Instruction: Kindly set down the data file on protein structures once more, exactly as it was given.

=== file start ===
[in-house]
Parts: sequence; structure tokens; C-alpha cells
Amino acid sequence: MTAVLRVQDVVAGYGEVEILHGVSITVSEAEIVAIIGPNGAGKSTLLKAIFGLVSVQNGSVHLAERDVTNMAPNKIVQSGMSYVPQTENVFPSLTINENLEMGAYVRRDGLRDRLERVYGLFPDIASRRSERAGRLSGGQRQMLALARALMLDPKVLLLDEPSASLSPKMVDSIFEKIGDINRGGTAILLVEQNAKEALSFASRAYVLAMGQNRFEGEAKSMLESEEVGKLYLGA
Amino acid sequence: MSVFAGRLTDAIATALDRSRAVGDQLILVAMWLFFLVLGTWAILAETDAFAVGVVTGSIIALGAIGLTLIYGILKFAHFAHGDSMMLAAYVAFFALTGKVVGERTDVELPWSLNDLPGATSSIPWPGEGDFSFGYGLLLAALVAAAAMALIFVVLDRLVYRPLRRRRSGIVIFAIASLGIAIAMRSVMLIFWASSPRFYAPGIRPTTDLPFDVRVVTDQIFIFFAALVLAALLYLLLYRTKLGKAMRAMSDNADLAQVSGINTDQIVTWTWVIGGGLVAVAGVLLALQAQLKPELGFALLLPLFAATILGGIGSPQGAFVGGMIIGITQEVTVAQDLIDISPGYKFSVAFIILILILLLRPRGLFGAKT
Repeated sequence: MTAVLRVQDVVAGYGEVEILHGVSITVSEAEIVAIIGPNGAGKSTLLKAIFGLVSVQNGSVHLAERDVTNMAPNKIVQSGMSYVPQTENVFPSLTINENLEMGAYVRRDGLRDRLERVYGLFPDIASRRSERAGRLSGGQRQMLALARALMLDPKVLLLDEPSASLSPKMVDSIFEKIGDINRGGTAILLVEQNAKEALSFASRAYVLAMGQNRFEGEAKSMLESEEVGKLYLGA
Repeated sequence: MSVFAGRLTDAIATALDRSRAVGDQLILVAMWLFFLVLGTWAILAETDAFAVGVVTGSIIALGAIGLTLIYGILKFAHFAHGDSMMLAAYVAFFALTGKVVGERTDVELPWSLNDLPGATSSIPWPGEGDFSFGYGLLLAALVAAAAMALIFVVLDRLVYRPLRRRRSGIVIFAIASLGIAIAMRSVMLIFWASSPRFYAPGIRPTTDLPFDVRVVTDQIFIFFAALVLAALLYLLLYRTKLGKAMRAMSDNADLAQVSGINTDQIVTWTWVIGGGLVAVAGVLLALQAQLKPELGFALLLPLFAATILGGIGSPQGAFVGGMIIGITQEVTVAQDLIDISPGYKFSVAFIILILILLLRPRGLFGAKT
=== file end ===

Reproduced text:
[in-house]
Parts: sequence; structure tokens; C-alpha cells
Amino acid sequence: MTAVLRVQDVVAGYGEVEILHGVSITVSEAEIVAIIGPNGAGKSTLLKAIFGLVSVQNGSVHLAERDVTNMAPNKIVQSGMSYVPQTENVFPSLTINENLEMGAYVRRDGLRDRLERVYGLFPDIASRRSERAGRLSGGQRQMLALARALMLDPKVLLLDEPSASLSPKMVDSIFEKIGDINRGGTAILLVEQNAKEALSFASRAYVLAMGQNRFEGEAKSMLESEEVGKLYLGA
Amino acid sequence: MSVFAGRLTDAIATALDRSRAVGDQLILVAMWLFFLVLGTWAILAETDAFAVGVVTGSIIALGAIGLTLIYGILKFAHFAHGDSMMLAAYVAFFALTGKVVGERTDVELPWSLNDLPGATSSIPWPGEGDFSFGYGLLLAALVAAAAMALIFVVLDRLVYRPLRRRRSGIVIFAIASLGIAIAMRSVMLIFWASSPRFYAPGIRPTTDLPFDVRVVTDQIFIFFAALVLAALLYLLLYRTKLGKAMRAMSDNADLAQVSGINTDQIVTWTWVIGGGLVAVAGVLLALQAQLKPELGFALLLPLFAATILGGIGSPQGAFVGGMIIGITQEVTVAQDLIDISPGYKFSVAFIILILILLLRPRGLFGAKT
Repeated sequence: MTAVLRVQDVVAGYGEVEILHGVSITVSEAEIVAIIGPNGAGKSTLLKAIFGLVSVQNGSVHLAERDVTNMAPNKIVQSGMSYVPQTENVFPSLTINENLEMGAYVRRDGLRDRLERVYGLFPDIASRRSERAGRLSGGQRQMLALARALMLDPKVLLLDEPSASLSPKMVDSIFEKIGDINRGGTAILLVEQNAKEALSFASRAYVLAMGQNRFEGEAKSMLESEEVGKLYLGA
Repeated sequence: MSVFAGRLTDAIATALDRSRAVGDQLILVAMWLFFLVLGTWAILAETDAFAVGVVTGSIIALGAIGLTLIYGILKFAHFAHGDSMMLAAYVAFFALTGKVVGERTDVELPWSLNDLPGATSSIPWPGEGDFSFGYGLLLAALVAAAAMALIFVVLDRLVYRPLRRRRSGIVIFAIASLGIAIAMRSVMLIFWASSPRFYAPGIRPTTDLPFDVRVVTDQIFIFFAALVLAALLYLLLYRTKLGKAMRAMSDNADLAQVSGINTDQIVTWTWVIGGGLVAVAGVLLALQAQLKPELGFALLLPLFAATILGGIGSPQGAFVGGMIIGITQEVTVAQDLIDISPGYKFSVAFIILILILLLRPRGLFGAKT